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Jan. 24 (Bloomberg) -- California’s plan to build a high- speed train network relies on risky funding and oversight of the agency charged with building the rail lines remains weak, according to a state audit.
While the California High-Speed Rail Authority names the U.S. government as its largest potential funding source for the $98.5 billion project, its business plan provides few details on how it will obtain the money, state Auditor Elaine Howle said today in a report. The plan also leaves out $96.8 billion in operating and maintenance costs from 2025 to 2060, she said.
California is the only U.S. state working to lay tracks for trains to run as fast as 220 miles (354 kilometers) an hour. The network would connect San Francisco to Los Angeles by 2033. On Jan. 3, a legislative review panel recommended against selling debt to start the project. Ten days later, the authority’s chief executive officer and board chairman said they would step down. Governor Jerry Brown, a Democrat, remains behind the project.
“We’re working with the auditor’s office on identifying deficiencies and we’ll continue to work with them,” Lance Simmens, an authority spokesman, said today by telephone. The agency will deal with the auditor’s concerns in a revised business plan to be released in the next month, he said.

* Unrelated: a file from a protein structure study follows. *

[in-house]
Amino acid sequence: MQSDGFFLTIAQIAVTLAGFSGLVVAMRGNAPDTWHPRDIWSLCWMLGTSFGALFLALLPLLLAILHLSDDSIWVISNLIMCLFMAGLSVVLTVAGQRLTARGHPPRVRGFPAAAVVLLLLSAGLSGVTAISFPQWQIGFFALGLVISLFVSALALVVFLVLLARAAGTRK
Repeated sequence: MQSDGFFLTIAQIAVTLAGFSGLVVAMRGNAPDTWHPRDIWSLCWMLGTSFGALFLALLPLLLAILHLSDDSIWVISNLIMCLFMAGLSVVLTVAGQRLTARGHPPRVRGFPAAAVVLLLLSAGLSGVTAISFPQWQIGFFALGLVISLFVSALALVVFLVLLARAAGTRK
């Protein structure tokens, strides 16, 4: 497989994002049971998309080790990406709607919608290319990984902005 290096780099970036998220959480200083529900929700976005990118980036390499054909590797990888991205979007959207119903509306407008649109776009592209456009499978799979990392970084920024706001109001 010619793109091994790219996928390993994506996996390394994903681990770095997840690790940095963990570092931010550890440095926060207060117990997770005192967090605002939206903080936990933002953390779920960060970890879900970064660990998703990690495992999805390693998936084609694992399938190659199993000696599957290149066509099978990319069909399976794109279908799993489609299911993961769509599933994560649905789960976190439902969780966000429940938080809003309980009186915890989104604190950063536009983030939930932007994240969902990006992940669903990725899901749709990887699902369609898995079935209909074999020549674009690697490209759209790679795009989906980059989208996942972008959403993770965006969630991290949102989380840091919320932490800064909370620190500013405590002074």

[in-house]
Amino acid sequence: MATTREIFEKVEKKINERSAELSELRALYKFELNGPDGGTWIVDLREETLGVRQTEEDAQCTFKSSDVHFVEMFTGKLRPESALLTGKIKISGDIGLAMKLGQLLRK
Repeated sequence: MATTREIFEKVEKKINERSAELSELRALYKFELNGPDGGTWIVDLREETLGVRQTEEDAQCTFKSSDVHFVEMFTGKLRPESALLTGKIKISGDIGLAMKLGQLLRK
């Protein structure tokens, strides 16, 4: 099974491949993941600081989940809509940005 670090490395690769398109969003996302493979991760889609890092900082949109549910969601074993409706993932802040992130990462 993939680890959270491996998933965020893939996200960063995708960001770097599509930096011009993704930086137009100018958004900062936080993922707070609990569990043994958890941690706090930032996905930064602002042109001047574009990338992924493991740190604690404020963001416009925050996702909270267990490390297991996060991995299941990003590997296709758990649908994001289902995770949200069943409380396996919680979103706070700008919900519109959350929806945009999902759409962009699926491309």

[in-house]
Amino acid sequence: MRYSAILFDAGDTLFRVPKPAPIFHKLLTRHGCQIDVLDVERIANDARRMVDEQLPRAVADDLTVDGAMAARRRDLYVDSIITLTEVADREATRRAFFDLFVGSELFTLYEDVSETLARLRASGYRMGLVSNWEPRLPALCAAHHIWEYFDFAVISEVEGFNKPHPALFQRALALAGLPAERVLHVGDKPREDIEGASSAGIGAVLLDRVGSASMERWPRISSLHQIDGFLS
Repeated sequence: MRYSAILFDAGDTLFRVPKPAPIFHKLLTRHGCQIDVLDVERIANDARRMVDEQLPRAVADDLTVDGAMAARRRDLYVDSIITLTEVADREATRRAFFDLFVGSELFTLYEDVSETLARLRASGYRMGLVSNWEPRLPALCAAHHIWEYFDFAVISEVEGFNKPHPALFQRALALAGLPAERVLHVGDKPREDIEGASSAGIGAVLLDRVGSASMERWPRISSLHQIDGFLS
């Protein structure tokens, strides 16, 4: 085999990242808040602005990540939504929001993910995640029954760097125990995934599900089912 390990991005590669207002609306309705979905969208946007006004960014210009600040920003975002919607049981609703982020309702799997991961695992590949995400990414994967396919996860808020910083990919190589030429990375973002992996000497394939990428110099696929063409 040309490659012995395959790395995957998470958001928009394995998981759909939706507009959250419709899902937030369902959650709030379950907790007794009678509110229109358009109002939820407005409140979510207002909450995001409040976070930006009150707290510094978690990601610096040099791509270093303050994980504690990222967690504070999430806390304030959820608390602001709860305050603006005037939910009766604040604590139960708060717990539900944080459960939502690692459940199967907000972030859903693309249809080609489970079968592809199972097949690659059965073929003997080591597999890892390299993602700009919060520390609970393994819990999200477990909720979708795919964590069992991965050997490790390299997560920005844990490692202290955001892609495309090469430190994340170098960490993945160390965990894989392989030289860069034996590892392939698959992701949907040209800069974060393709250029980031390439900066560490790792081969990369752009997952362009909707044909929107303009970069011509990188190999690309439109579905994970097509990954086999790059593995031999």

Howle also listed concerns that the authority’s revenue estimates and ridership projections may not be accurate. The projections are fundamental to attracting private investment.
Nothing in the audit suggests that the work should be halted, Simmens said.
The state, which has received $3.5 billion in U.S. funds for the project, has said it would need $17 billion to $19 billion in federal money for the work. Congress eliminated high- speed rail funds requested for 2012. State voters in 2008 approved the sale of $9.95 billion in bonds to finance the work. Most of the bonds haven’t been sold.
Howle said understaffing at the authority has left it struggling to oversee contractors and subcontractors, who outnumber agency employees by about 25 to 1. She said the authority has delegated too much control to contractors and may lack the information needed to make critical decisions.
--Editors: Ted Bunker, Pete Young.
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